The standard way to refer to a citizen of the United States is as an American. Though United States is the formal adjective, American and U.S. are the most common adjectives used to refer to the country ("American values," "U.S. forces"). American is rarely used in American English to refer to people not connected to the United States. In British English American can refer to somebody or something from the Americas, or from the USA, depending on context.
The word can be used as both a noun and an adjective. In adjectival use, it is generally understood to mean "of or relating to the United States of America"; for example, "Elvis Presley was an American singer" or "the American president gave a speech today;" in noun form, it generally means U.S. citizen or national. When used with a grammatical qualifier the adjective American can mean "of or relating to the Americas," as in Latin American or Indigenous American. Less frequently, the adjective can take this meaning without a qualifier, as in "American Spanish dialects and pronunciation differ by country," or "the ancient American civilizations of the pre-Columbian period were advanced in mathematics and astronomy." A third use of the term pertains specifically to the indigenous peoples of the Americas, for instance, "In the 15th century, many Americans died from imported diseases during the Spanish conquest".
The Spanish, French, Portuguese, German, and Italian languages use cognates of the word "American", in denoting "U.S. citizen". In Spanish, americano denotes geographic and cultural origin in the New World; the adjective and noun, denoting a U.S. national, estadounidense (United Statesman), derives from Estados Unidos de América (United States of America). Portuguese, has americano, denoting a person or thing from the Americas, and for a U.S. national and things estadunidense (United Statesman), from Estados Unidos da América, norteamericano (North American), and ianque (Yankee). In French, étasunien, from États-Unis d'Amérique, distinguishes U.S. things and persons from the adjective américain denoting persons and things from the Americas; like-wise, the German usages U.S.-amerikanisch and U.S.-Amerikaner observe said cultural distinction, solely denoting U.S. things and people.
The Spanish words estadounidense (United Statesman), norteamericano (North American), yanqui (Yankee), and gringo are Mexican, Central American, and South American usages denoting U.S. things and persons. In personal denotation, "gringo" means a norteamericano, in particular, and anglophones in general, and, linguistically, any speech not Spanish, i.e. "She is speaking gringo, not Spanish". Cognate usages may cause cultural friction between U.S. nationals and Latin Americans who object to American English's exclusionary denotations of American.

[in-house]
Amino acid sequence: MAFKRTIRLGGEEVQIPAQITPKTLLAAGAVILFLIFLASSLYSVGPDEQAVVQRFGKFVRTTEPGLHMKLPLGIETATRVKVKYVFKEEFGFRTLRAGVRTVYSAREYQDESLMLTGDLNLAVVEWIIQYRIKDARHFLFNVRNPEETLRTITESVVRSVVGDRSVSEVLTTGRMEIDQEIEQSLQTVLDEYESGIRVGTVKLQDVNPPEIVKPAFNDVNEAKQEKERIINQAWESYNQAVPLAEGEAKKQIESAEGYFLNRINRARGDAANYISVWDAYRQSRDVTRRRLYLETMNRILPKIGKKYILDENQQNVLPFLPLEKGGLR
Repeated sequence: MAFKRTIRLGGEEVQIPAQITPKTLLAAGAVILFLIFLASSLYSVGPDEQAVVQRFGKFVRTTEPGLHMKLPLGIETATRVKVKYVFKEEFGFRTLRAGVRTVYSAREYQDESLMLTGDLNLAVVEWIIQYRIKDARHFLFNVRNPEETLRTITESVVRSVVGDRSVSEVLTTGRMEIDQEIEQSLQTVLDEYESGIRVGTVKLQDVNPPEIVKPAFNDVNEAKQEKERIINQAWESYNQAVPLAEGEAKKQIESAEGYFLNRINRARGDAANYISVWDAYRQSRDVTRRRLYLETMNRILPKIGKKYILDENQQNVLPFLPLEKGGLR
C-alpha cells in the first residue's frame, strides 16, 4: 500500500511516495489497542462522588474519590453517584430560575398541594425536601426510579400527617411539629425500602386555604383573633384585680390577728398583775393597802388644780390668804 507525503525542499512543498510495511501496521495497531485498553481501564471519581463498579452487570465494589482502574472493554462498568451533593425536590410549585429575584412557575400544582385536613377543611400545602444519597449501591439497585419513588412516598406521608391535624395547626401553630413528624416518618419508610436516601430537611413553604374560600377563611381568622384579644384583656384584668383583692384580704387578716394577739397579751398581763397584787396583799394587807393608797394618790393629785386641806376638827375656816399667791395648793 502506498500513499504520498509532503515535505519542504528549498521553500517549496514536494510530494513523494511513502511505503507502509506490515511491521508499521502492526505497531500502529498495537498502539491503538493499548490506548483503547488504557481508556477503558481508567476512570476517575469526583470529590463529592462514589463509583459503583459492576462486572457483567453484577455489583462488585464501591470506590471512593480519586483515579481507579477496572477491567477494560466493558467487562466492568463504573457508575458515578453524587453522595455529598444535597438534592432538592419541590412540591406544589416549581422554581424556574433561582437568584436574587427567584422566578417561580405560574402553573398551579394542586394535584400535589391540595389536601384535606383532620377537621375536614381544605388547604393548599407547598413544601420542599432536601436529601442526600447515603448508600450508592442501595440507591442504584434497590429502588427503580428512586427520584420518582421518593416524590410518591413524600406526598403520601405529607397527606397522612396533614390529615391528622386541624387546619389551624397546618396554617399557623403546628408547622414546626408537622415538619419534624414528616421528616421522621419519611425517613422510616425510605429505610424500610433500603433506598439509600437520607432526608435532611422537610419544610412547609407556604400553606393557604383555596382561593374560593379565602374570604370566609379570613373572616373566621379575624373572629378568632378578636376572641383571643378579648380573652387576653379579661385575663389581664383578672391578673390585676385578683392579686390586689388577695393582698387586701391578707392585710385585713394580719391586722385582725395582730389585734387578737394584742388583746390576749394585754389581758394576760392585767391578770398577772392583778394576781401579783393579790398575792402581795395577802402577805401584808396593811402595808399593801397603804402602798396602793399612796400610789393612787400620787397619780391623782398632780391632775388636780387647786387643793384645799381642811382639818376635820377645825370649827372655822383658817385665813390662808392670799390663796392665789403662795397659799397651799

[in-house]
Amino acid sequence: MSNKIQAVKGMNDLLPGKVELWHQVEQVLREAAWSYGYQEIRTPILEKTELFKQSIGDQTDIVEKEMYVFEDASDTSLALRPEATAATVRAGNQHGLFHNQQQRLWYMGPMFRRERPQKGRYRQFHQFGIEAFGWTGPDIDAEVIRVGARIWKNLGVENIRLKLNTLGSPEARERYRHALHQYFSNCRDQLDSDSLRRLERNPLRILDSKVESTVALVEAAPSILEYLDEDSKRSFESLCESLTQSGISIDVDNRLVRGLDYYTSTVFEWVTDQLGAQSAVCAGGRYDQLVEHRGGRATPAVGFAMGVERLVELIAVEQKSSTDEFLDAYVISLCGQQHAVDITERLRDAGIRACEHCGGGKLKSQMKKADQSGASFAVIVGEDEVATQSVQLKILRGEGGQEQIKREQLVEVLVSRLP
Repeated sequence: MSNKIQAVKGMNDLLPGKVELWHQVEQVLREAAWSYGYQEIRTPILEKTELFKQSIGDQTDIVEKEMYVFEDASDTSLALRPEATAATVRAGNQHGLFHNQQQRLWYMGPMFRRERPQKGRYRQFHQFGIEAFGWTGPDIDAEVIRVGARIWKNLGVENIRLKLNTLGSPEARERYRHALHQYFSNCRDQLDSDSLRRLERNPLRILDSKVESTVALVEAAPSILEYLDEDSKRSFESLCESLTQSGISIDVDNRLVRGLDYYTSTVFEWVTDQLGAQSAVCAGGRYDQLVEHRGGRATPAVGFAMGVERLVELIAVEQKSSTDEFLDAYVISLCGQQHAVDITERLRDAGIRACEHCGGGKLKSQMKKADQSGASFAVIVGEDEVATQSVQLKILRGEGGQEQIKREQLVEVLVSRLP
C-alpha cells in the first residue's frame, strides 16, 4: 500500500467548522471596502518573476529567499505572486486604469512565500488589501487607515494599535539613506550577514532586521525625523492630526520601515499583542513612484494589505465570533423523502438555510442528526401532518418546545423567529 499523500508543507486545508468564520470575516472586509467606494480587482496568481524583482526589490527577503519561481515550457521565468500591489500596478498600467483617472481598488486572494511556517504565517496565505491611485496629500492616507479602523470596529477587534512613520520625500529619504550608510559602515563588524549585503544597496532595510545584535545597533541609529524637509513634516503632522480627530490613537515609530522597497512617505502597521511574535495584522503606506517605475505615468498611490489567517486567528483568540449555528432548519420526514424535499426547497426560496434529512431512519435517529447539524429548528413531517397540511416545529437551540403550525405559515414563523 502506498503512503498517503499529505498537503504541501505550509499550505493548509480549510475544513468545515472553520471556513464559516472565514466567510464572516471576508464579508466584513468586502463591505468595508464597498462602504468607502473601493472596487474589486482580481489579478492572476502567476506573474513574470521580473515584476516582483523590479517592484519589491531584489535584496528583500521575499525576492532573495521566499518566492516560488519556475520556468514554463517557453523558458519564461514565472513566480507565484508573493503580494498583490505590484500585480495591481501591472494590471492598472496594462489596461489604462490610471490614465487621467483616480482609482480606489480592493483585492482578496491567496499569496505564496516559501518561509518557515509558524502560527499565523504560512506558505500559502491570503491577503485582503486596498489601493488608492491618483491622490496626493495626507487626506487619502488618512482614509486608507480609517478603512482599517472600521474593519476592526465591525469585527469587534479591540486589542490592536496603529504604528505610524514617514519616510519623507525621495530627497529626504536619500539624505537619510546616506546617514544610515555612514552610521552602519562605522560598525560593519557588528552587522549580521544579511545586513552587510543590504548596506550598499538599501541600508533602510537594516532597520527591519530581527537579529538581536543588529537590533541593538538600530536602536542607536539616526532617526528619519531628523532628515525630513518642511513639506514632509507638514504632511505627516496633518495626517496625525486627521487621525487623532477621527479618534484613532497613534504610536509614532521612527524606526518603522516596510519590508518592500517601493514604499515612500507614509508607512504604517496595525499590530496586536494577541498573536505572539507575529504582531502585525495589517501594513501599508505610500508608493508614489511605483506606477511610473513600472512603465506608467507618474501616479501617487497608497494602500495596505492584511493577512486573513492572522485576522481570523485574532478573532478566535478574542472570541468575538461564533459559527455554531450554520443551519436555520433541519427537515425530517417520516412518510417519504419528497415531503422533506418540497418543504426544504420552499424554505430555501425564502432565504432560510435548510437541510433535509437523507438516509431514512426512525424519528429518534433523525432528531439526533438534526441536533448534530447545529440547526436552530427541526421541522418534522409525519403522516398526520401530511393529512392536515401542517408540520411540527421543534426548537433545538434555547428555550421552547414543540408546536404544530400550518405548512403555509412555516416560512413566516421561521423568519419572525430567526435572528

The derivation of America has several explanatory naming theories. The most common is Martin Waldseemüller's deriving it from Americus Vespucius, the Latinised version of Amerigo Vespucci's name, the Italian merchant and cartographer who explored South America's east coat and the Caribbean sea in the early 1500s. Later, his published letters were the basis of Waldseemüller's 1507 map, which is the first usage of America. (SeeCohen, Jonathan The Naming of America: Vespucci's Good Name. Retrieved on 2007-06-26..)
In 1886, Jules Marcou said Vespucci renamed himself from Alberigo Vespucci (Albericus Vespucius) to Amerigo Vespucci after meeting the native inhabitants of the eponymous Amerrique mountain ranges of Nicaragua that connect North America and South America, an important geographic feature of New World maps and charts. Moreover, there is the 1908 theory that America derives from Richard Amerike of Bristol, England, financier of John Cabot's 1497 expedition. Cabot is believed the first Western European on the mainland. In the event, the adjective American subsequently denotes the New World's peoples and things.
The 16th-century European usage of American denoted the native inhabitants of the New World, soon extended to include European settlers, namely Spaniards and their children. In 1776, the Declaration of Independence and the Articles of Confederation proclaimed the country named The United States of America. The confederation articles state: "In Witness whereof we have hereunto set our hands in Congress. Done at Philadelphia in the State of Pennsylvania the ninth day of July in the Year of our Lord One Thousand Seven Hundred and Seventy-Eight, and in the Third Year of the independence of America."
The first, official usage of the formal country name is in the Declaration of Independence: "[the] unanimous Declaration of the thirteen united States of America" adopted by the "Representatives of the united States of America" on July 4, 1776. The current name was established on November 15, 1777, when the Second Continental Congress adopted the Articles of Confederation, the first of which says, "The Stile of this Confederacy shall be 'The United States of America' ". Common short forms and abbreviations are the United States, the U.S., the U.S.A., and America. Colloquial versions are the U.S. of A. and the States. The term Columbia (from the Columbus surname), was a popular name for the U.S. and for the entire geographic Americas; its usage is restricted to the District of Columbia name. Moreover, the womanly personification of Columbia appears in some official documents, including editions of the U.S. dollar.